I remember counting down the days to finding out my results. They would ultimately depict if I go to University, which University I would go to and which course I would take. One of the most frequent and best (which I understand now) pieces of advice that I received was not to panic or stress because I was told that the likelihood is, you’ve done as you expected if not better. And if it so happens that things didn’t go your way, then you can reflect on where things didn’t quite go according to plan.
Stressing before an exam makes sense because you cannot predict the questions asked and it ultimately just depends on whether you have covered the relevant topic or not. However, stressing post-exam (i.e. results day) is not worth it because it is not in your control so you just have to accept the consequences. If you know you’ve put in your 100% effort, time and understanding into the exam, you can arrive at results day knowing that you couldn’t have done better.
If you find that things don’t go your way, then you have to decide where to go next. Do you want to re-take the exam(s)? Would you rather just go straight into the adult life of work? Whatever happens, there are options out there for you, you just have to decide what is best for you in the long run. If you feel you couldn’t have done any better and the education system just isn’t for you, then maybe the working life is more suited to you and it would be a greater use of your time. But, on the other hand, if you feel you can amend your mistakes and have a strong ambition to attend University and earn a degree, then take up the challenge!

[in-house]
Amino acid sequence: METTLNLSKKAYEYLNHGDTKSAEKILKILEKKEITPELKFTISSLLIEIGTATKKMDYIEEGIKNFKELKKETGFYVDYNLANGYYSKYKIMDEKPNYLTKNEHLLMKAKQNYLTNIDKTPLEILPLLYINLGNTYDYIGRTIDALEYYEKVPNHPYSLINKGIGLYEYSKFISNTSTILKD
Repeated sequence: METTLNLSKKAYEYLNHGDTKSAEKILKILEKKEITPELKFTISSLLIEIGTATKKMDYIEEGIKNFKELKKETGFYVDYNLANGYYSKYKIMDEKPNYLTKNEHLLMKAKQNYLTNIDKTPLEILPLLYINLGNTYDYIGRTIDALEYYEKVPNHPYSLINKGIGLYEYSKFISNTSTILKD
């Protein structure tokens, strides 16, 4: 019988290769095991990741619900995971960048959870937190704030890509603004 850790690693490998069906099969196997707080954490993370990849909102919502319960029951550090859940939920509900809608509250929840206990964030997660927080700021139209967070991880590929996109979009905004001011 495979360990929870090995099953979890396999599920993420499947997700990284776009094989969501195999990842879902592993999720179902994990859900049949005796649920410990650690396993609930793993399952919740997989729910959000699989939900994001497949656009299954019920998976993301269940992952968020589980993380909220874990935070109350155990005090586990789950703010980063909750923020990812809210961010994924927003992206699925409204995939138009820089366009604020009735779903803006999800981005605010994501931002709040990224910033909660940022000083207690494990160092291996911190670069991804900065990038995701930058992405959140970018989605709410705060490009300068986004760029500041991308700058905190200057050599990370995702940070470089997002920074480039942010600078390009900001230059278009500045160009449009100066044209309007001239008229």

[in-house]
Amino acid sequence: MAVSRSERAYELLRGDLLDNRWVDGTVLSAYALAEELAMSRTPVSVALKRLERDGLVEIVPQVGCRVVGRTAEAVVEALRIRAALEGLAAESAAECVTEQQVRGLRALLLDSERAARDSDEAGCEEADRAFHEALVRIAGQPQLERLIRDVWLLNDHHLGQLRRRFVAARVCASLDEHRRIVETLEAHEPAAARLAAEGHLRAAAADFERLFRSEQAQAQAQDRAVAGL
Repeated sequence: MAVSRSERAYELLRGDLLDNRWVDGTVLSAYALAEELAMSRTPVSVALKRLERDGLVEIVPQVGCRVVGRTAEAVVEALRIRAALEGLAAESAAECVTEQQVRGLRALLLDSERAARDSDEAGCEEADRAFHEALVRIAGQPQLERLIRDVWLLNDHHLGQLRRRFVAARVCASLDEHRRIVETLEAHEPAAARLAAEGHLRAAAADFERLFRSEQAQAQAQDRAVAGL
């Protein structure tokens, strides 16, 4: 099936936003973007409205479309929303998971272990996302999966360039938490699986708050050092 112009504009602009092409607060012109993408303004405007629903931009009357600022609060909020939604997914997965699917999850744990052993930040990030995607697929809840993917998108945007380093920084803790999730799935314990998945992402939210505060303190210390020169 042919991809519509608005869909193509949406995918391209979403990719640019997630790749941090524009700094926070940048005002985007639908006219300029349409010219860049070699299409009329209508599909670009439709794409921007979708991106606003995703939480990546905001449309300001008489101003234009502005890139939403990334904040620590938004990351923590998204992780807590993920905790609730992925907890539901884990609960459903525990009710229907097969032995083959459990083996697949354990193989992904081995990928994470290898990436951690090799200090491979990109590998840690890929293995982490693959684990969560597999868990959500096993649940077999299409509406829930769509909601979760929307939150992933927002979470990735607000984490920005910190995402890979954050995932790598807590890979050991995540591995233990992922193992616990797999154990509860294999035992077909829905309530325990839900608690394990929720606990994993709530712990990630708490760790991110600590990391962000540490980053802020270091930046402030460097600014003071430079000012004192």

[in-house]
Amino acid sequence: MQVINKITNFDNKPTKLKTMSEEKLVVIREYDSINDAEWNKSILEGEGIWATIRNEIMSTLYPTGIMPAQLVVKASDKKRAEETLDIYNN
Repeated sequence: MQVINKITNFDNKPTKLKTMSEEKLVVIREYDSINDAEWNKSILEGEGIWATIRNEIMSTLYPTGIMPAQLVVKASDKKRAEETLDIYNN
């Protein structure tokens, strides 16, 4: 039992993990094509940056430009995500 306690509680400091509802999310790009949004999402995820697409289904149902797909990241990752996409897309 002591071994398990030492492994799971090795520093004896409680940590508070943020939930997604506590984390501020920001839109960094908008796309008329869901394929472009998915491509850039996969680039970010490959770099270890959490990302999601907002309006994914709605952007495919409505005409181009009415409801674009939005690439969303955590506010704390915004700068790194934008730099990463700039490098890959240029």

Having said this, the content of this blog is just the way I view the situation encompassed within results day. I recall waiting for my results and stressing and binge eating almost every day, calling up my friends and trying to see if we were all in the same boat (sometimes it’s nice to know how other people have done to put your mind at ease). Although my results were good, some of them being better than I thought they would be, the overall drive to attend University was the desire and interest to deepen my understanding of my chosen subject field (marine biology). For me, the challenge of University was not my top priority, but rather this interest for the field and wanting to further my learning.